I grew up in a house full of children. We had brats of all ages , in fact, the age difference between me and my eldest cousins spans well over 15 years. We ate together, played together and even got reprimanded as a group . I was the youngest of a huge lot so its safe to say that in case we all got lost, I would be the last one they would come looking for.
Although I always had company, I would often find myself playing alone. I’d dance for hours in front of the mirror (in complete awe of my agile, smooth dance steps) , play pretend games in which I portrayed varied roles ranging from overworked housewife, chef-cum-waiter-cum-guest at my one-man restaurant, troubled teacher,creepy college student and sometimes random people like a parking lot ticket distributor too. (I am not too proud of it)
I started loving my pretend games so much that I played them every chance I got, on the toilet seat too.One day I was an acclaimed singer being interviewed on the pot and another day I was a popular star who was an inspiration for the whole nation.I not just had invisible friends, I had an invisible crowd around me! From invisible paparazzi to invisible fans, I had an imaginary crew that came with me wherever I went.
I vividly remember this one time when I had just watched the movie ‘Mission Kashmir’ and found a fresh vigor in me to be a soldier in the army. In my mind, I had already started training with my imaginary instructor under ‘harsh conditions’. For the longest time after that, I used the Indian style toilet that was more soldier-like as opposed to the ‘luxurious’ western commode!!
I know you’re probably thinking that I was quite a freak but really, I was just being a child. These imaginary games and characters that I played were part of a balancing process that helped me cope in a big family where it was very easy to lose your individuality. My mother could never make time for me because of the endless chores of a joint family. So that meant no playdates at the park or exclusive ‘mommy-daughter’ time. So my invisible friends gave me solace and company along with being non judgmental about my creativity.
They were in essence, a manifestation of my reality- my mind’s way of getting me ready for the world. They helped me cope my curelessly dark adolescent years when I had so many questions that I was too afraid to ask. My imaginary world gave me a ‘happy place’ that was entirely mine and something that I didn’t have to share with anyone. These ‘friends’ were always there for me and they always needed me no matter what. This helped me forget my insecurities and made me a person who was not fearful of being alone.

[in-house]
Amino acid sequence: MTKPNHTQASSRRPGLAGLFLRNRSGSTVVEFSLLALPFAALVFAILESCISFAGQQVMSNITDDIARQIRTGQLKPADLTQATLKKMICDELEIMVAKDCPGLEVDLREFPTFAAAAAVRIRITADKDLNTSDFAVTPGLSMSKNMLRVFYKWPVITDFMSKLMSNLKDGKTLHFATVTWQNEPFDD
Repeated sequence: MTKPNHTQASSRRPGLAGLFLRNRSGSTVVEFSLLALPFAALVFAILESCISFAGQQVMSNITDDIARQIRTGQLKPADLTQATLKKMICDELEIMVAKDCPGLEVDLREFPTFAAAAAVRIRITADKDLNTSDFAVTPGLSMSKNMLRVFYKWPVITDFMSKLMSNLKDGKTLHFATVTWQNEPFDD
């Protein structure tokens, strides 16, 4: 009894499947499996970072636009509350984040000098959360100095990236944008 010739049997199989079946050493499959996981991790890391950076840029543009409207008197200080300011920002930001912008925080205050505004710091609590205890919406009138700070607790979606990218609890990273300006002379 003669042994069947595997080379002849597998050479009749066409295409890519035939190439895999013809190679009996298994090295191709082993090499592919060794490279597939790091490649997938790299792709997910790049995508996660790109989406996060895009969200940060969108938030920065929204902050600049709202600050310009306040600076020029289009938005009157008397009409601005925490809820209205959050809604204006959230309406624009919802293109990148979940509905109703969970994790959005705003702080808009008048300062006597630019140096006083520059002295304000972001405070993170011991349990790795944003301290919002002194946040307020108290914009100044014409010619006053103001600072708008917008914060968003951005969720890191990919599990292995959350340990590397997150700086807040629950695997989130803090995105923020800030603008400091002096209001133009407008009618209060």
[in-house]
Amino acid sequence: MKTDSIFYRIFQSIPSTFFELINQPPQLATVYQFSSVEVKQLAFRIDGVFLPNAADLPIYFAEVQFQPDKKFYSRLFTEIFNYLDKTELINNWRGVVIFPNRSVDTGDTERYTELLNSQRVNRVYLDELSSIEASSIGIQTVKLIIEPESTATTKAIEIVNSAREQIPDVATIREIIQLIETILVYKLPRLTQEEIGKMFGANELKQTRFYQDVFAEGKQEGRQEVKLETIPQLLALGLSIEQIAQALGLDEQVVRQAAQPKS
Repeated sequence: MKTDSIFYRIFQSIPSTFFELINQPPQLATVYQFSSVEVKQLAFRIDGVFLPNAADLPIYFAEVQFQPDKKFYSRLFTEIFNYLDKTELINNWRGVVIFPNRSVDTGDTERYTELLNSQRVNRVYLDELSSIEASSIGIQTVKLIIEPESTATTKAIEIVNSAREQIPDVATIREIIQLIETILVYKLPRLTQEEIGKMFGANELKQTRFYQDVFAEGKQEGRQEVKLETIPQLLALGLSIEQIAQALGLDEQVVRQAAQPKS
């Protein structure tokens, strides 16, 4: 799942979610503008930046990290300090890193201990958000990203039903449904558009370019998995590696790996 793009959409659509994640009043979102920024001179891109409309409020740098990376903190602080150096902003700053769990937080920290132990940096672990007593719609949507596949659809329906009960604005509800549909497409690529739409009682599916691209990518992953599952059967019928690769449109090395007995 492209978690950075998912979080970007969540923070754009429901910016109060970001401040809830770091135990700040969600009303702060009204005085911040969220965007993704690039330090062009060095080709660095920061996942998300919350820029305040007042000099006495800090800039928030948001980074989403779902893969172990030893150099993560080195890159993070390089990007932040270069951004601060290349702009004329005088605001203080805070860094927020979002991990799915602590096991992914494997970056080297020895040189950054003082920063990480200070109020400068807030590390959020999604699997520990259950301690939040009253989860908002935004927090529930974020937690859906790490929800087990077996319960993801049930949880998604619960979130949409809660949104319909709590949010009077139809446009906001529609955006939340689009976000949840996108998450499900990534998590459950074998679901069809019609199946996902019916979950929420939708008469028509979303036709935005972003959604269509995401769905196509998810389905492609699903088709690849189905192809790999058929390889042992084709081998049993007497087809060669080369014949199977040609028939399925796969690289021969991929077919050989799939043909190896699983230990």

I truly believe that I am much more comfortable in my own shoes because of these imaginary characters that I conjured up. It helped me become a good company for my own self and as a result I can easily go out for lunch or shopping alone even today.
But where is the time for creative play in this ‘information overload’ age that our kids are born into? How can they invent healthy coping mechanisms such as these when they are drowning themselves in their video games and smartphones that do nothing but pull them further into the darkness? Even though our kids have smaller families and personalized attention, why is it that they are still so insecure?
The kids today are always expected to be doing something. If it’s not their homework, then it’s something else that needs ‘excelling’ like music or sport. There’s no mindspace or time left for them to work on their issues in a healthy way. We’re so busy making our kids engineers, mathematicians and all-rounders that we forget to give them a chance to discover their real personality. In our efforts to expose and excite them, we have ended up making half-baked individuals who are forever restless and never content.
I hope M does not need invisible friends to feel secure but if she does, I wish her imaginary world is full of beautiful people and boundless opportunities. And like me, I hope it makes her believe that she can do whatever she sets her heart on.
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